The fluidized bed (2) and catalysts (4) and (10) were heated at 750° C. and 650° C., respectively.
Next, while flowing 25 1/ml of air heated in air heater (6) using a compressor (5), active alumina of 30-60 in meshes was made to a fluidized state.
Then, a mixture of anion resin and cation resin is fed into the fluidized bed (2) in approximate 0.3 Kg/h from a resin tank (1).
The ion-exchange resin was pyrolytically decomposed in the fluidized bed (2) and, after burning mostly in the free board (3), at last soot and other unburned materials were completely burned by the catalyst reaction with catalyst.
At this time the catalyst was caused a reduction reaction, but it was restored to an oxide by supplying air from a pipe fitted up on the free board.
In an incineration test without using the catalysts (4) and (10), a filter (7) made of sintered metal caused clogging immediately and so a continuos incineration test was immpossible.
Thus an incineration method of ion-exchange resin in which the production of soot is prevented was established by furnishing a catalyst.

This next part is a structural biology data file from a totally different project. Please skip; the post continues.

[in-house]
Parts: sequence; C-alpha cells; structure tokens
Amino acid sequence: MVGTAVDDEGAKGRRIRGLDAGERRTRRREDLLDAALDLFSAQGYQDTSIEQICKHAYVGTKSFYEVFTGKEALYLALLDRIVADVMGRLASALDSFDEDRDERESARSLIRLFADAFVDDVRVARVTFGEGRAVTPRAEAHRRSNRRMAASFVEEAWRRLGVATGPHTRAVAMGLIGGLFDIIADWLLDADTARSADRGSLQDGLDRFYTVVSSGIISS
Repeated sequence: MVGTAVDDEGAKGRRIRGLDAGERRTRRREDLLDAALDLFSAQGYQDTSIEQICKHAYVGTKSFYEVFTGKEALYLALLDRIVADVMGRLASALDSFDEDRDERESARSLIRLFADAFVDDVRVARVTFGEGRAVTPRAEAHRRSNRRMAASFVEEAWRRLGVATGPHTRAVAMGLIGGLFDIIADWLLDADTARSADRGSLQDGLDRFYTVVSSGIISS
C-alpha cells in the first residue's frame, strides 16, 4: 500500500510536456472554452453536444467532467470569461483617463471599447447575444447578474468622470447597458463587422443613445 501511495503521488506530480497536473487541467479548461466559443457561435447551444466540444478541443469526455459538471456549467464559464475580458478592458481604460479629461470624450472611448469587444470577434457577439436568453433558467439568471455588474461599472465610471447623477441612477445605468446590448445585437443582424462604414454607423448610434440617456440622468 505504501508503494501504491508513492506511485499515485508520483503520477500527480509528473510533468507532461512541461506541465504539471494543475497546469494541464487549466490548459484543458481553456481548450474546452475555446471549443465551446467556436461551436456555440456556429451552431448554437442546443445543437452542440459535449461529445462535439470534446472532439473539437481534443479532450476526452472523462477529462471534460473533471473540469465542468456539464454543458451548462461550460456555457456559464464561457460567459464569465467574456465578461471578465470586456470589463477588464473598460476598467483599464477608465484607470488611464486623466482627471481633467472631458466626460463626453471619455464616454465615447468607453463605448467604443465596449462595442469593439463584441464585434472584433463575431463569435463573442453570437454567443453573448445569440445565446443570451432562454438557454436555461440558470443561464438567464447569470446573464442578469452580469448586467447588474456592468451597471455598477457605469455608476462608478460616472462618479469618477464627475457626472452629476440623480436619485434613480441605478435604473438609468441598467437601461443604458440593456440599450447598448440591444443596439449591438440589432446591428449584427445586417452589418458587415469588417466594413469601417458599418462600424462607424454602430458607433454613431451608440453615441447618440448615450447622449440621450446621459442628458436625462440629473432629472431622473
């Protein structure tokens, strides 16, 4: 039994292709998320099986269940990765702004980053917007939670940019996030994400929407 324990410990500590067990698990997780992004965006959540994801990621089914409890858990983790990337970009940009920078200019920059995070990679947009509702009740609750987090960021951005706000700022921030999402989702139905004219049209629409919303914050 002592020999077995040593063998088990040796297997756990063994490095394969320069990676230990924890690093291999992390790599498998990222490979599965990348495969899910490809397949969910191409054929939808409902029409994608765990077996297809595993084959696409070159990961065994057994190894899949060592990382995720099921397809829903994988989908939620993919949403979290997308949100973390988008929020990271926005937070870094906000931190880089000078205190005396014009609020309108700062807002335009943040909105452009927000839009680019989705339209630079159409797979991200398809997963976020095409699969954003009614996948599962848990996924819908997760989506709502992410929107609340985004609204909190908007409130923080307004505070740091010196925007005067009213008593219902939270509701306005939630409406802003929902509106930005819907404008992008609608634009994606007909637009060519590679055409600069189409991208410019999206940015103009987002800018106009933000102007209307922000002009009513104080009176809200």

An important point of the present process consists in furnishing a catalyst above the free board and behind the cyclone thereby making it possible to completely burn up soot and other unburned materials which cannot be burned in the fluidized bed and free board.
|Cited Patent||Filing date||Publication date||Applicant||Title|
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|Citing Patent||Filing date||Publication date||Applicant||Title|
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|EP0419992A3 *||Sep 17, 1990||Jan 2, 1992||Forschungszentrum Juelich Gmbh||Combustion method for granular synthetic resin waste, particularly from ion exchangers|
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|WO2003040619A1 *||Oct 18, 2002||May 15, 2003||G5 Corporation Co. Ltd||A carbonizing treating apparatus for waste matter|
|U.S. Classification||110/346, 110/237, 110/245, 110/345|
|International Classification||G21F9/30, G21F9/00, B09B3/00, F23G7/12, F23G5/30|
|Cooperative Classification||F23G7/12, F23G2209/18, F23G2202/60, F23G5/30|
|European Classification||F23G5/30, F23G7/12|
|Apr 6, 1990||AS||Assignment|
Owner name: JAPAN ATOMIC ENERGY RESEARCH INSTITUTE, JAPAN
Free format text: ASSIGNMENT OF ASSIGNORS INTEREST.;ASSIGNOR:YAHATA, TANEAKI;REEL/FRAME:005294/0398
Effective date: 19890212
|Nov 23, 1993||FPAY||Fee payment|
Year of fee payment: 4
|Nov 6, 1997||FPAY||Fee payment|
Year of fee payment: 8
|Nov 20, 2001||FPAY||Fee payment|
Year of fee payment: 12